For a couple of months now we have been featuring the photographs in the Roderic Blood Collection. We last left off with the 1908 production year and we will continue that series of black and white photos which last all the way up to the early thirties.
For a change of pace, we have decided to share with you some of the art that the company used in advertisements and printed materials. This series of richly colored lithographs was produced by the Detroit Press, in February of 1927. This art was used for the Third Series Eight cylinder models, which were designated the 336 and 343 depending if the chassis was the 136″ w.b. or the longer 143″.
The body styles shown here are The Phaeton at the top. Just above left to right, The Runabout, The Sedan Limousine, The Club Sedan, and The Coupe. Below, left to right The Touring Car, a view of the interior of The Sedan, The straight-eight engine and a view of the factory complex in Detroit.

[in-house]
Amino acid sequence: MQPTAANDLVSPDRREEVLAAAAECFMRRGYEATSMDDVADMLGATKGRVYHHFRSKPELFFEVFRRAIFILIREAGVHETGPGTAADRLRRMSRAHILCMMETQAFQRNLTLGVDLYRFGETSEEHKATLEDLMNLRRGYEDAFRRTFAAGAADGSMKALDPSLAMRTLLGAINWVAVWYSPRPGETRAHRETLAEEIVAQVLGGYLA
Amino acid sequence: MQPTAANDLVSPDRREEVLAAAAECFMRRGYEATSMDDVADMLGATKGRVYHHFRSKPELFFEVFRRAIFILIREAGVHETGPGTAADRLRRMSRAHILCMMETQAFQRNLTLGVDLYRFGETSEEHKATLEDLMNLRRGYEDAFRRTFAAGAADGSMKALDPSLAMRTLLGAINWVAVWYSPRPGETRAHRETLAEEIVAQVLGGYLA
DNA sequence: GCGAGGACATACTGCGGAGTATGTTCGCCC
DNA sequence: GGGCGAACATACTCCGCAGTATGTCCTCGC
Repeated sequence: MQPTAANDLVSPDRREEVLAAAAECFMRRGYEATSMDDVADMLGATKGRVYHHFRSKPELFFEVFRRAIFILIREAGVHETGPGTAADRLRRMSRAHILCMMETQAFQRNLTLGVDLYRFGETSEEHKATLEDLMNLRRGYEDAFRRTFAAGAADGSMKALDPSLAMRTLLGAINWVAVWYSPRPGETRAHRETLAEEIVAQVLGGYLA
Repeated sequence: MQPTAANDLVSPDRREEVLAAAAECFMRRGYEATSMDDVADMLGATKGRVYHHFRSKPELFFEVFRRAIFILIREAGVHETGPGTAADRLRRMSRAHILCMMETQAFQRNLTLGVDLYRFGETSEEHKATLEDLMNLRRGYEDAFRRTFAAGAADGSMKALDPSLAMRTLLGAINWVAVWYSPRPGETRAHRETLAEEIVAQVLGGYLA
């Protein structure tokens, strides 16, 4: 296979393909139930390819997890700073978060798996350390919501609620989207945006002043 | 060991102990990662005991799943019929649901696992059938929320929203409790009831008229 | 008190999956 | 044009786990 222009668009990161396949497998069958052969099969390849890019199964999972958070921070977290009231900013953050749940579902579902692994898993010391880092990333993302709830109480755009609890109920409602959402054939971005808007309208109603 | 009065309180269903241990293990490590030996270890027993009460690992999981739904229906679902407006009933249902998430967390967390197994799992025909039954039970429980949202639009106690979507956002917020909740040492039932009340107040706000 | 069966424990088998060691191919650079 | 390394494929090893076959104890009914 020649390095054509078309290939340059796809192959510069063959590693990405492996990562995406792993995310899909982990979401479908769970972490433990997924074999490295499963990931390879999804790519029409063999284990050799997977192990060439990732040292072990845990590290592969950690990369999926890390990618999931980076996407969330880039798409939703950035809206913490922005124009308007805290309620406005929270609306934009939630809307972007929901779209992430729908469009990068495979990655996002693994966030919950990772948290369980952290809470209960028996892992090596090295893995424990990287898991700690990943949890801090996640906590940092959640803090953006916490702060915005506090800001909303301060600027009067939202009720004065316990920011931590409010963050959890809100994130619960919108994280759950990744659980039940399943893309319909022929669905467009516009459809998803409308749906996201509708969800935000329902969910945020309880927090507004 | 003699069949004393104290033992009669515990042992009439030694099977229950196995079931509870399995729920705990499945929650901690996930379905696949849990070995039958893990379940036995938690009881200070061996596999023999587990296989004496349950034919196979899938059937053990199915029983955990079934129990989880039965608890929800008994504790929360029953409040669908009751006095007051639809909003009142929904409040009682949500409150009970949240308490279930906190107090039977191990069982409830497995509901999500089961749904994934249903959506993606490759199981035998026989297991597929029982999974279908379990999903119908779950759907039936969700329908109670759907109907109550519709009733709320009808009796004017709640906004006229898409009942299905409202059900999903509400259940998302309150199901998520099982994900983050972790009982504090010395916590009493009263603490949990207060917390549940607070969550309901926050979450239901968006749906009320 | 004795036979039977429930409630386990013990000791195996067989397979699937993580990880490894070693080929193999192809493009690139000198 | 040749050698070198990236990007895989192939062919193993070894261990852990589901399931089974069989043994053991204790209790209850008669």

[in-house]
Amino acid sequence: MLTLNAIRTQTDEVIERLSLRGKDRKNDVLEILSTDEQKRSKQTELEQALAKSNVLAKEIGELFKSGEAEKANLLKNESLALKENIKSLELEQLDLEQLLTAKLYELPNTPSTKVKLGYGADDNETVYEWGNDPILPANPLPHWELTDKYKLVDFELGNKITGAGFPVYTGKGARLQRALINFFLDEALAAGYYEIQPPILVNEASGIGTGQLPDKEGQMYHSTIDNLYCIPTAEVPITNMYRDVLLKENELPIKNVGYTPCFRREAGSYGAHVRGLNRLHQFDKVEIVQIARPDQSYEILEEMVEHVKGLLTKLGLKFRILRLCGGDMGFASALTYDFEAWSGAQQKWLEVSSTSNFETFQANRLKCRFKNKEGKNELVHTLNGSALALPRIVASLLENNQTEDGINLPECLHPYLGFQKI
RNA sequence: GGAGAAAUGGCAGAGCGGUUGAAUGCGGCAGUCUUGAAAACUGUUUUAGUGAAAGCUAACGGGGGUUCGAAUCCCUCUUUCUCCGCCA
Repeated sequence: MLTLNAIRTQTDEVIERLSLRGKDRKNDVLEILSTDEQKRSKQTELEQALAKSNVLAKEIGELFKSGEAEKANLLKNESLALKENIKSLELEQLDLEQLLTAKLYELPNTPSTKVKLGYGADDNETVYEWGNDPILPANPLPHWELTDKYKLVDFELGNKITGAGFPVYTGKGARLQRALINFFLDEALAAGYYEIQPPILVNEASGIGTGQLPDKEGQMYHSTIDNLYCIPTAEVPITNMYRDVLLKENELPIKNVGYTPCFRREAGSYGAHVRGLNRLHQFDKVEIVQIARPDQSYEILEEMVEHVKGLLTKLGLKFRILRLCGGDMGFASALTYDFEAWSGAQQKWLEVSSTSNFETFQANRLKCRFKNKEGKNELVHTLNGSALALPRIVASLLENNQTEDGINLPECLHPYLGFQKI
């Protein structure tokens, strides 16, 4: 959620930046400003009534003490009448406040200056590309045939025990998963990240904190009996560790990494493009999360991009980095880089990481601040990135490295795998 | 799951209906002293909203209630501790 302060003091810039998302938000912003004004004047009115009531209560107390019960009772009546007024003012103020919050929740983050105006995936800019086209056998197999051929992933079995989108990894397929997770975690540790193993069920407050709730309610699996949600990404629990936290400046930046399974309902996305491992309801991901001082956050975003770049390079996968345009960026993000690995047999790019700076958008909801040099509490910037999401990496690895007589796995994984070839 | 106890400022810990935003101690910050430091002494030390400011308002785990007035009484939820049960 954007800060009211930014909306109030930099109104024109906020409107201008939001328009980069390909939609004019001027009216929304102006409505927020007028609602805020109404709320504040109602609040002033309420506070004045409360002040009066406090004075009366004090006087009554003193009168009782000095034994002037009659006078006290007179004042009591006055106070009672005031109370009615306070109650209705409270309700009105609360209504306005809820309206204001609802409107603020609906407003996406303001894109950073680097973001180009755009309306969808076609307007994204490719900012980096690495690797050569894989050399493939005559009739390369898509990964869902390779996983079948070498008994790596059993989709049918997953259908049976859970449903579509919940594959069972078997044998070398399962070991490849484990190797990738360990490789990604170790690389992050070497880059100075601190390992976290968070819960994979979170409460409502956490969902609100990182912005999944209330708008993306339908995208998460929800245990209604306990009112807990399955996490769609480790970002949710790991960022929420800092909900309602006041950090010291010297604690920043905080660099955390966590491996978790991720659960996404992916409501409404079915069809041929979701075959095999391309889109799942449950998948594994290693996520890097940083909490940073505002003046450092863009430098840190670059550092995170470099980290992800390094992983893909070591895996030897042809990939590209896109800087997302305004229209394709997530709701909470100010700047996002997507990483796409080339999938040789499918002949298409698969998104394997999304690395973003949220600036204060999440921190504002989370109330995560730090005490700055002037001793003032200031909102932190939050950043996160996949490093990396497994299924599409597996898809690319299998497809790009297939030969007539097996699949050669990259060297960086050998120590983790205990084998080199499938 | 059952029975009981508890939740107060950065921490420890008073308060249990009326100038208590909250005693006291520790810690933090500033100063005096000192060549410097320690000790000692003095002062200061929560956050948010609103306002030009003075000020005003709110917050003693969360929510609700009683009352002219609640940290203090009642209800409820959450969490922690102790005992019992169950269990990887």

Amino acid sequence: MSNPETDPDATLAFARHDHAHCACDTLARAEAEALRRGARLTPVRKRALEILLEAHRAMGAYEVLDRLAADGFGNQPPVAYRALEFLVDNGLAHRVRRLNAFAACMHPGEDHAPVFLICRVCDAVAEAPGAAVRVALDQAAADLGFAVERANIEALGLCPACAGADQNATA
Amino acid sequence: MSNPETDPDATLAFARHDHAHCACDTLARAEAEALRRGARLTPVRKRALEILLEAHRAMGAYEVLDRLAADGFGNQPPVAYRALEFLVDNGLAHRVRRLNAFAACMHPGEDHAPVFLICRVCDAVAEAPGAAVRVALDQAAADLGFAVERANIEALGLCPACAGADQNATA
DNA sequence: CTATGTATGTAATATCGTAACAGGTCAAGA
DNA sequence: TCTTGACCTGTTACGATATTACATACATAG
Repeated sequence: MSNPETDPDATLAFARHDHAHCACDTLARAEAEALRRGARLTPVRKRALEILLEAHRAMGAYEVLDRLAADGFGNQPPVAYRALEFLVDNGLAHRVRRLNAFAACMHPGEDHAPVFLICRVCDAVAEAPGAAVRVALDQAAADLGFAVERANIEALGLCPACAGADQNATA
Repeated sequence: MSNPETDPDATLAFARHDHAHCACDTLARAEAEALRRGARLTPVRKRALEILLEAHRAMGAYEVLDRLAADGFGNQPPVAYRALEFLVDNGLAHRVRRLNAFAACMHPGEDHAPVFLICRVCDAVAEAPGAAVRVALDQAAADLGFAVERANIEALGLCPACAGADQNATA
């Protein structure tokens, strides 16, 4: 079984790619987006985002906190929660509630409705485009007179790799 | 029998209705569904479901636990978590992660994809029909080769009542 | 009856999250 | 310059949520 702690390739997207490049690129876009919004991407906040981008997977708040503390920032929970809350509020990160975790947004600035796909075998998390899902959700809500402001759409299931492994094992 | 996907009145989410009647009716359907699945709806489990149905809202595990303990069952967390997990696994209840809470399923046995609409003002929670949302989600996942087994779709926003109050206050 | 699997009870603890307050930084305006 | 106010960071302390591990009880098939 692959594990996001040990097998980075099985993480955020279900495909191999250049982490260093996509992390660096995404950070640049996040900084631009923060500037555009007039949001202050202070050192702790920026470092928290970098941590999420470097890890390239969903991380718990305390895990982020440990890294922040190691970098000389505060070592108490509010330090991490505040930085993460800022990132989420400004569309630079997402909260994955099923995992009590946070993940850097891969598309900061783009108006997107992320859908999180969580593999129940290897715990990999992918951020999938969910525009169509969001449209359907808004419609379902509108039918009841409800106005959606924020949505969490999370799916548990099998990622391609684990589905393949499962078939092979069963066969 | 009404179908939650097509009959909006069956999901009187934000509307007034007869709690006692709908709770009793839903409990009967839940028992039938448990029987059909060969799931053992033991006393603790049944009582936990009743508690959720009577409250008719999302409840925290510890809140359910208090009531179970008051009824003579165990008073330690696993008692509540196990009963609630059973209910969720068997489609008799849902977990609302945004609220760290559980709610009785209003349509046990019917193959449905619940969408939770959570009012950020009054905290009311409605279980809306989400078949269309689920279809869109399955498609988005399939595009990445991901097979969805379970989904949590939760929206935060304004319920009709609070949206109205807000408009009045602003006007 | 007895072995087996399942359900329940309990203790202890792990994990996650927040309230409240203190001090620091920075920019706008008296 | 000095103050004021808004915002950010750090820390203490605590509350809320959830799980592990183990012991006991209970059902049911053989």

Updates and changes in this series are as follows; The bore was increased from 3.375″ to 3.500″ which along with the 5.0″ stroke yielded 384.8 c.i. With the larger engine, Packard also made the change from cast iron pistons to more modern aluminum pistons. Other changes to the combustion chamber, manifolds and carburetor resulted in the nine-main-bearing-straight-eight, posting an output of 109 h.p., a gain of 24 h.p. over the previous year. The clutch was changed to a double plate unit and the rear axle to hypoid gearing. Advertising art courtesy of The Larz Anderson Automobile Museum.